When longtime Seattle restaurateur Gary Snyder smiled at you, it was as if the sun came out from behind the clouds, his family says. “He was so gregarious. He just talked to anyone. He made people feel seen and heard and he was genuinely interested in them,” Sherwin Tolentino, Snyder’s life partner, said during a recent phone call.
“He made everybody feel like he was their best friend,” added Larry Snyder, Gary’s older brother.
Gary Snyder died at home from lymphoma on May 19. He was 57.
He was a vibrant presence at Geraldine’s Counter, a bustling spot he opened with longtime business partner Stacey Hettinger in 2005 that quickly became a community hub in Columbia City. There could be a line out the door, but he would be oblivious, chatting with customers and checking in with what Tolentino called his “fans.” He was as adored as the biscuits and gravy and French toast that graced many a table. One of those conversations with a customer even led to Snyder and Tolentino adopting their beloved dog, Bailey.
Geraldine’s Counter is such a fixture in the community in Columbia City, and Snyder was such a presence in the neighborhood that he came to be known by some as the “unofficial mayor” of Columbia City.
Gary Snyder was born June 15, 1965, in Woodland Hills, California, to Geraldine “Geri” and Marvin Snyder, as the youngest of three boys. He attended San Diego State University, ultimately graduating from Northridge College in Los Angeles with a communications degree, and moved to Seattle in 1989.
There was a five-year age difference between Larry and Gary. When they were kids, Larry recalls being much more enamored with their oldest brother, Steve, whom Larry idolized and with whom he shared a love of sports. Gary was their sweet kid brother who was just kind of there, not into sports, and content to do his own thing.
“But once Gary became the man he was, the tables turned for me. I totally looked up to him. He became the guy you wanted to be in the room with, which was such a great transformation for me to see,” Larry says.
There were inklings of that man even when Gary Snyder was working as a waiter at Duke’s Seafood in South Lake Union. It’s where he met Hettinger while waiting tables shortly after he moved to the city. Snyder had a magnetic personality – both men and women were always certain he was flirting with them, his family says – and he and Hettinger became fast friends. Opening a restaurant together was a casual dream they talked of often.
Snyder eventually became a manager, and even though he and Hettinger parted ways — she moved to Jackson, Wyoming, and he moved on to work at spots like Queen City and Coastal Kitchen — they reconnected when he called to tell her about a restaurant for sale in Capitol Hill. The spot was El Greco, which they bought from original owner Thomas Soukakos in 2001.
“We got a Small Business Administration loan for El Greco. We laughed and called it our nonprofit therapy. It was a labor of love,” Hettinger recalls.
El Greco was a turnkey spot and the duo kept serving a mostly Mediterranean menu plus brunch for a few years, until closing briefly for a revamp in 2008 before reopening as Table 219 in May of that year. The menu at Table 219 was a mélange of fun twists on classic dishes; duck confit nachos and sloppy joe sliders, for instance. In a review, The Seattle Times food critic at the time relayed a story of how Snyder sold a glass of wine for half price, just because he could.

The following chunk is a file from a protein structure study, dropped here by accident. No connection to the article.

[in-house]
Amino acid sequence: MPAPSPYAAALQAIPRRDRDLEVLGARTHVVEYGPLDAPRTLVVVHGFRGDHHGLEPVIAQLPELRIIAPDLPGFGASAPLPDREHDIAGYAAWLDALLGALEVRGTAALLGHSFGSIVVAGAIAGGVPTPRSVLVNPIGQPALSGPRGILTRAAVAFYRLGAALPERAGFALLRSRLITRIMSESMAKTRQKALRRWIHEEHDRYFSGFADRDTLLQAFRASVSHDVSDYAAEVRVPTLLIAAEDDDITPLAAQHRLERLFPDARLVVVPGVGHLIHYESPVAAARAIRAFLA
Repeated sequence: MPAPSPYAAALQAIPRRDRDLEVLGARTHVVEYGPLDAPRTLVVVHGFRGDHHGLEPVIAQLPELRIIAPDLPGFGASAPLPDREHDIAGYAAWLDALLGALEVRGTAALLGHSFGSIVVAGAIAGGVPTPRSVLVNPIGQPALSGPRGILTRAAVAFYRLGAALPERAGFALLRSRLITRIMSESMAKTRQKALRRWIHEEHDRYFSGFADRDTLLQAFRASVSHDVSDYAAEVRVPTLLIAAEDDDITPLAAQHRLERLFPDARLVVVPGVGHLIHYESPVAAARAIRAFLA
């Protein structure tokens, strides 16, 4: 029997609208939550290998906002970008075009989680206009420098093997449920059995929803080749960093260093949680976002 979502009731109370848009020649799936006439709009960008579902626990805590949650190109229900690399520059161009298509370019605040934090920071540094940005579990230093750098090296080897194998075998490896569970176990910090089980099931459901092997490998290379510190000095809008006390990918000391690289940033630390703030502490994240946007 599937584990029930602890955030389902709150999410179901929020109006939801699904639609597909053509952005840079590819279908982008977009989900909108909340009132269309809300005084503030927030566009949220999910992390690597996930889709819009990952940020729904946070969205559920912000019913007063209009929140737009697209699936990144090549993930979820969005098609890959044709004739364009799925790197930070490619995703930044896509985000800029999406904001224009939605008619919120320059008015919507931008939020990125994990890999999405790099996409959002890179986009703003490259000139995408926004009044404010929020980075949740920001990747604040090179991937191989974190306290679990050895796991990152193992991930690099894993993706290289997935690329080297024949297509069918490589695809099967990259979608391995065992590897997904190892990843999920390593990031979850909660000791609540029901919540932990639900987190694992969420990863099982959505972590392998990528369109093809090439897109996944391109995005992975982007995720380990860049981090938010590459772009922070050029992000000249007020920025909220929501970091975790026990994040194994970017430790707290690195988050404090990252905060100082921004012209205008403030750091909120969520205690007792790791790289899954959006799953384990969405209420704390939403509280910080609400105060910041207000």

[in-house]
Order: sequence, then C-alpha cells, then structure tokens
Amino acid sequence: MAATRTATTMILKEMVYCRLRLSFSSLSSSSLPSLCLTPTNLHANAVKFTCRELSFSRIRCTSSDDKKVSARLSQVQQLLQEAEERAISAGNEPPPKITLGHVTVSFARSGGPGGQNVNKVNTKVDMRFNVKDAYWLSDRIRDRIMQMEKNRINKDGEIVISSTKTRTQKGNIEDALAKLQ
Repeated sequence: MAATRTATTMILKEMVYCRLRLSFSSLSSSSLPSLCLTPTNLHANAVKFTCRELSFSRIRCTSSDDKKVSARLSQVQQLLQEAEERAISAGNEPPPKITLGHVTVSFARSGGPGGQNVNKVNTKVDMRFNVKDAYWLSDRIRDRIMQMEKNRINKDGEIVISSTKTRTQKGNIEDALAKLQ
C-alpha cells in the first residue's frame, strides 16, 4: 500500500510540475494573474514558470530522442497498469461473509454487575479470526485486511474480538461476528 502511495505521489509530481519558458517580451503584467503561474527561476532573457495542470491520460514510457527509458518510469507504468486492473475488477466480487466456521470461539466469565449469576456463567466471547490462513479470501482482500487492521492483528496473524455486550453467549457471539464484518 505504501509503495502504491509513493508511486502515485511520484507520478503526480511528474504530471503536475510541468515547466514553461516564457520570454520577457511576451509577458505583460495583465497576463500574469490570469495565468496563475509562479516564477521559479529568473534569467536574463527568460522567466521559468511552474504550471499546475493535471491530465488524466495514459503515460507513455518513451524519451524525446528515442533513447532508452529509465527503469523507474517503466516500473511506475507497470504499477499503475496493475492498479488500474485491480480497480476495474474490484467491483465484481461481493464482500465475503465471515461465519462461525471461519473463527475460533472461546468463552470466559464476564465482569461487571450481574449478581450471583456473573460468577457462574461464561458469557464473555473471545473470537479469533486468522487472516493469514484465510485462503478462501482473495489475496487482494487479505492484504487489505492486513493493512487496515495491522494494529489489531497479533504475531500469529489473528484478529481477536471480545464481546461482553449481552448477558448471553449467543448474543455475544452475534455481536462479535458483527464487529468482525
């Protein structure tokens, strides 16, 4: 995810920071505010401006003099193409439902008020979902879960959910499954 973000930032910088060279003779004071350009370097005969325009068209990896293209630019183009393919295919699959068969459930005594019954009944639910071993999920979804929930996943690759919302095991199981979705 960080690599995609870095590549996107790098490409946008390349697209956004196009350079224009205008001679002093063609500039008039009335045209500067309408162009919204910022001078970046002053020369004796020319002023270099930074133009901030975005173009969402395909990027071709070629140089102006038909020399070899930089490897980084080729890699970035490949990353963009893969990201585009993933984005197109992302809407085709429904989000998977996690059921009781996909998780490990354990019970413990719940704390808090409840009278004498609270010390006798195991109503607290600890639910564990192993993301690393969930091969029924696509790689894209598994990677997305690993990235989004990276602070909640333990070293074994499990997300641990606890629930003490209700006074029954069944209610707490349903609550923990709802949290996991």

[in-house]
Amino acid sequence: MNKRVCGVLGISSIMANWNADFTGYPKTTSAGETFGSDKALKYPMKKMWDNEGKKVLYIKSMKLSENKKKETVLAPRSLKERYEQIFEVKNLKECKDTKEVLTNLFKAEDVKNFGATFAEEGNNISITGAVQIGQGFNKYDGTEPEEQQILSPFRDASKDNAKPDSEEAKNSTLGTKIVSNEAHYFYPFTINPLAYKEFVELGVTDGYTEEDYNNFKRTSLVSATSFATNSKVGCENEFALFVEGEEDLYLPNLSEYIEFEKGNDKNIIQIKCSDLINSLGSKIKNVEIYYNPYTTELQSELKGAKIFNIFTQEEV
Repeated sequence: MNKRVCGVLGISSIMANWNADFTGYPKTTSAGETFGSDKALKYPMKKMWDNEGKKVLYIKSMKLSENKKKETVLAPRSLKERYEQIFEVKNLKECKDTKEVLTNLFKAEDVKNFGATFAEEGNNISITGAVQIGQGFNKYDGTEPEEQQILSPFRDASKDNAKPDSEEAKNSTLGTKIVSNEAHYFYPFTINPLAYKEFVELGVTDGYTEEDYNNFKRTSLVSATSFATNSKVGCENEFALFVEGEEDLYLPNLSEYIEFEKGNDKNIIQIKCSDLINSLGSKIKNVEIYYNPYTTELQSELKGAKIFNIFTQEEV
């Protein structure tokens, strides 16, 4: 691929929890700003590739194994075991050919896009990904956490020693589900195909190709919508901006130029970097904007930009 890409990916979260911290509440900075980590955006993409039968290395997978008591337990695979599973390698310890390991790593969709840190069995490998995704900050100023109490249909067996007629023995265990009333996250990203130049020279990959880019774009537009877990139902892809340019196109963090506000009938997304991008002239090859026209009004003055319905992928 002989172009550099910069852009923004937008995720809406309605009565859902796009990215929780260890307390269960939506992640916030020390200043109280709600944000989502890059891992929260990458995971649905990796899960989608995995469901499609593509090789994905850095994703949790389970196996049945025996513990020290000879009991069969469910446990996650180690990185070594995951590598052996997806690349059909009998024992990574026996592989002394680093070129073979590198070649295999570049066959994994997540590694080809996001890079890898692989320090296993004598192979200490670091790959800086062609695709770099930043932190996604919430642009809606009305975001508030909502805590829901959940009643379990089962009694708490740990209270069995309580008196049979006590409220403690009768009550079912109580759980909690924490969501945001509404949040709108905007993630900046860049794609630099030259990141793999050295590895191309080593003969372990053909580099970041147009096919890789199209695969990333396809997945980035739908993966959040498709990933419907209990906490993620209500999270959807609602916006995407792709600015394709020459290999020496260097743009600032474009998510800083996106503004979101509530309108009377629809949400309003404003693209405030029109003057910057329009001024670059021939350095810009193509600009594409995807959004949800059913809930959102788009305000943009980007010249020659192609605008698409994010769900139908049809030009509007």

Hettinger says that’s just how he was. “He just had this way about him. He was sweet and loving, and he cared,” she says.
Table 219 was where Snyder met Tolentino in 2009. The two had flirted for a while before one of Snyder’s employees told a friend of Tolentino’s to just “get them on a date already.” They had their first date at Table 219, and later this year, they would’ve celebrated 14 years together.
“One of the things that really drew me to him originally was his salt-and-pepper hair. I feel like that’s such a distinct visual characteristic of him. Everyone remembers Gary’s grey,” Tolentino says.
Snyder and Hettinger opened Geraldine’s Counter in Columbia City in 2005 and sold Table 219 to longtime chef Jeffrey Wilson in 2011. Geraldine’s – named for Gary’s mom — capitalized on the popularity of brunch at Table 219 and more. The space was filled with color, from the brightly painted walls to the vibrant Fiestaware plates. Hettinger recalls it being important to them to open in Columbia City because of the diversity of the neighborhood.
“We really wanted to be a part of a community with a diversity of young and old families, mixed races and languages. That was something we really jived with, and it’s been fascinating to watch [the neighborhood] grow,” Hettinger says.
Larry Snyder recalls crying the first time he went to Geraldine’s Counter, shortly after opening. It was a normal Sunday and there was a line out the door: Gary was in his element.
“It wasn’t luck, it was because he was Gary and people saw him and he saw them,” Larry Snyder says.
In the fall of 2015 Gary Snyder opened Mount Baker burger spot Heyday with Dang Nguyen. Tolentino helped with the branding. The words Snyder kept circling around when he thought of how he wanted to define the Heyday vibe were “community, accessibility, inclusivity and approachability.” Those ideals were important to him as an ethos for his everyday life.
“I feel like his legacy is his sense of humor and how he was approachable. Gary brought community together with his joy, love and personality,” Tolentino says.
His legacy also includes his twin sons, Jake and Luke, whom he shares with their mother, his longtime friend Sara Eizen. Outside of his larger-than-life restaurant personality, Snyder enjoyed working on the home he and Tolentino purchased in Mount Baker in 2012, hiking and traveling the world.
A celebration of life is planned at Geraldine’s Counter on July 6. Check the restaurant’s Facebook page for more details.